Afrofuturism: The World of Black Sci Fi & Fantasy Culture by Ytasha L. Womack (Oct 2013) www.iafrofuturism.com
Nettrice Gaskins studies Afrofuturism through virtual spaces, STEM and STEAM. She’s currently working on a thesis on her studies with Georgia Tech University in Atlanta.
Ytasha: How did you begin to explore Afrofuturism through virtual spaces?
Nettrice: Four years ago, I started doing a lot of work in virtual world. I taught a course on creativity in Second Life. I was using it as a way to talk about virtual language. At the time IBM had a space in Second Life. You would propose to them and they would give you 2 or 3 months of space to do what you wanted to do. In May 2010, I was able to do an exhibition, a 3D installation of Afrofuturist cultural production in Second Life called (SEE IMAGES HERE) Alternate Futures: Afrofuturism Multiverses and Beyond.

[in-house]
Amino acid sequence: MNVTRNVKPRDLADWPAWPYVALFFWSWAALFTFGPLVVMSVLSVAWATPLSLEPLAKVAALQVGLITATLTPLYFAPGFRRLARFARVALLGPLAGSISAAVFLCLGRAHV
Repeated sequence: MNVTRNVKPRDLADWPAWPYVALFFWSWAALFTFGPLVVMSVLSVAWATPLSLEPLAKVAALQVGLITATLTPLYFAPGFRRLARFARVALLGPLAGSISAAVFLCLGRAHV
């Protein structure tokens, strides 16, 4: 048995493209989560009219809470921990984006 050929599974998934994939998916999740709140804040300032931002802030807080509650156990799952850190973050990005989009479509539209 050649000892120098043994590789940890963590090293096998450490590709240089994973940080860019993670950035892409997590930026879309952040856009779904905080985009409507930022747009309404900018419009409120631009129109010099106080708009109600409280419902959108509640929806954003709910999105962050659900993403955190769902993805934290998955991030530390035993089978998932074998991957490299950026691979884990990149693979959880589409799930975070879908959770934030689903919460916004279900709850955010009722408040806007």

Ytasha: What was your objective?
Nettrice: I had to figure out how to immerse those who weren’t familiar with Afrofuturism using the virtual space. I wanted the avatars in the space to have an experience. I put up a gallery that allowed you to manipulate objects. I had the Cosmic Slop album which I recreated in 3D. There’s an Octavia Butler object where you could click on it and it took you to her literature. I linked Outkast. I played with fog and effects. At some point I started to get into Sun Ra a lot. People could come into the space and see African Bambaataa’s Planet Rock. Then I stared working on a Sun Ra scepter, it was an Egyptian hieroglyphics for Ra. It rotated and had special effects.
Ytasha: Can you walk us through the space?